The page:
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Canon EOS D60

Canon updates their D30 Semi Pro SLR with a 6 megapixel sensor and other improvements, and sets a new low-price point in the process!

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Page 5:Optics

Review First Posted: 2/22/2002

As with other digital SLRs I've tested, there's not a great deal to report in the "optics" sections of this review. The Canon EOS D60 accepts all standard EF-series Canon lenses, a collection that includes roughly 55 currently produced models, and more than 100 released since the series began in 1987. Key features of the Canon EF lens series are models with the exceptionally fast, silent "ultrasonic" focusing mechanism ( a coreless motor built into the lens body itself), and the exceptional range of optically stabilized models that permit hand-holding way beyond light levels that would normally require the use of a tripod.

Like most digital SLRs, the sensor in the EOS D60 is smaller than a 35mm film frame. This means that the "effective" focal length of your lenses will be 1.6x their normal values on 35mm cameras. Just to be clear, nothing's changed about the lenses or their behavior, it's just that the CMOS sensor is effectively cropping a smaller area out of the lens' coverage circle. The net result is that shooting really wide angle photography is tough with digital SLRs, the D60 included. At the other end of the scale though, it's like having a 1.6x teleconverter on your lenses with no cost in light loss or sharpness. Thus, a 300mm telephoto has the same "reach" as a 480mm on your 35mm film camera. And of course, a f/2.8 300mm is a lot cheaper than a f/2.8 500mm! The net of it is that a 31mm focal length has the same angular coverage as a 50mm lens on a 35mm SLR, and the common 17-35mm zoom lenses have a range equivalent to 27-56mm on film cameras.

When I tested the D30, I asked Canon for a fair range of lenses to test as well. (My favorite was the 100-400mm optically-stabilized zoom, equivalent to a 160-640 mm zoom on a 35mm camera. Great fun at my son's soccer game, and the optical stabilization was really a dream to use, worked extremely well.) The surprise contender was their 24-85mm lens (shown above), equivalent to a 38-136mm. It showed some bad coma in the upper left-hand corner of the frame when wide open, but outperformed a costly 28-70mm L-series lens overall. The hands-down winner for corner to corner sharpness though was a 100mm f/2.8 fixed focal length macro lens. I've found that digital cameras really show up the least lens defects, so getting good glass to use with your high-end SLR is very important. That said, the relatively inexpensive 24-85mm EF-series zoom mentioned earlier turned in a surprisingly good performance. (NOTE: A professional user of the D30 commented that in his use, while the 24-85mm performs very well on artificial targets like the ISO-12233 res chart, he found that the 28-70mm consistently gave him better results on "natural" subjects. I don't have any side by side examples of my own to prove or disprove this, but will try to get a 28-70mm from Canon to put it to the test. (No promises on time frame for this though.)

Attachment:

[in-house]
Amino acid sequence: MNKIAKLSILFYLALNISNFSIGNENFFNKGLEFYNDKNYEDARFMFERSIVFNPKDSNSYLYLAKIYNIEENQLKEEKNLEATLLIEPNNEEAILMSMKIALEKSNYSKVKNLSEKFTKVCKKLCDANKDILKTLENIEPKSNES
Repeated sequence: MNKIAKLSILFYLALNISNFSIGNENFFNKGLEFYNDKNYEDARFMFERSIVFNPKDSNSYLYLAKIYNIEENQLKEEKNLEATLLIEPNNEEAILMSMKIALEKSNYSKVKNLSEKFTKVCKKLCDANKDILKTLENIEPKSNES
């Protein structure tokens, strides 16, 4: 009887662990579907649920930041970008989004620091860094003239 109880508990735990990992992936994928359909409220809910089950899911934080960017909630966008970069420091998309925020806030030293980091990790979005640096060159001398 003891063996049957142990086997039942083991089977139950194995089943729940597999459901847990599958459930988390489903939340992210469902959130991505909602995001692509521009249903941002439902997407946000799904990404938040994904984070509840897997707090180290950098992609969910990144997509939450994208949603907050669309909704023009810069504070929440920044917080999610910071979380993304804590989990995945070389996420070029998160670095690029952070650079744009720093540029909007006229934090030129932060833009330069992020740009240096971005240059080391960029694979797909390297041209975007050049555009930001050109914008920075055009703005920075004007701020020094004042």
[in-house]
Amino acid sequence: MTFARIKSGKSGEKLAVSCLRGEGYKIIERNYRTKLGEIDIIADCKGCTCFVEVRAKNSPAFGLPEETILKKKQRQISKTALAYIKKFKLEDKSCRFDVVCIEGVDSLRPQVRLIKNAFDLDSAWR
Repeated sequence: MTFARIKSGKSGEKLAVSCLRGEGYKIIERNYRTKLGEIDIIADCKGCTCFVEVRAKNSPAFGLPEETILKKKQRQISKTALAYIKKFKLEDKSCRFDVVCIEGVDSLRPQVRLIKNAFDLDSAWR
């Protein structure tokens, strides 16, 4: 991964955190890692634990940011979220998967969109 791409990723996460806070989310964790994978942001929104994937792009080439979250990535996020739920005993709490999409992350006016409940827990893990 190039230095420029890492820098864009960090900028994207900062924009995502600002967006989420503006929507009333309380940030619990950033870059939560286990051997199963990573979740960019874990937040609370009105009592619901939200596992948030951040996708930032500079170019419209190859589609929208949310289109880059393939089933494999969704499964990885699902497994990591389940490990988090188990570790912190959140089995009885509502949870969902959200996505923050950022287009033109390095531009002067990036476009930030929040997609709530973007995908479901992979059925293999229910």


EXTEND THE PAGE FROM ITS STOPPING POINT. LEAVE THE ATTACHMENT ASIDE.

I've now had quite a bit of time shooting with both prototypes of the D60, as well as a full production model, and am thoroughly impressed by its resolution and excellent rendition of fine detail. Based on my tests so far, the D60 is the highest-resolution camera I've seen yet, in almost four years of testing. Very impressive!

Autofocus System
This is an area where I'm probably least qualified to comment, given the relatively small amount of time I've spent with professional-grade SLRs. The D60 has an autofocus system with three sensors, arrayed horizontally across the frame. You can manually select which of these three you want the camera to pay attention to (handy for off-center subjects), or you can let the camera decide. When it's operating in automatic AF mode, it will use the sensor corresponding to the part of the subject closest to the camera. When shooting in full Automatic exposure mode, the camera selects either One Shot or AI Servo AF focus modes, depending on the state of the subject. If the subject remains stationary, the camera remains in One Shot AF mode. However, if the subject begins to move, the camera automatically switches over to AI Servo AF and begins tracking the subject as it moves. This is a handy feature, letting you automatically track moving subjects without having to manually adjust the focus mode.

Early rumors had it that Canon had enhanced the autofocus system on the D60 relative to that on the D30, and many were hoping for faster performance in this area. Now that the production models are out, it appears that the primary improvement is a decrease in the lower light limit for AF operation, by about 2 stops relative to the D30. AF speed seems to be about the same, although I unfortunately don't have any quantitive way of measuring this parameter. I'd really like to see a faster and more "intelligent" AF system on the D60: Canon is well-known for powerful autofocus systems on their high-end professional SLRs, so it should be reasonable to hope that some of that technology could be brought down market to cameras like the D60. This doesn't appear to have happened yet, but we can keep hoping. (And prodding Canon's product design team, which is what I hope to accomplish by this mention here. ;-)

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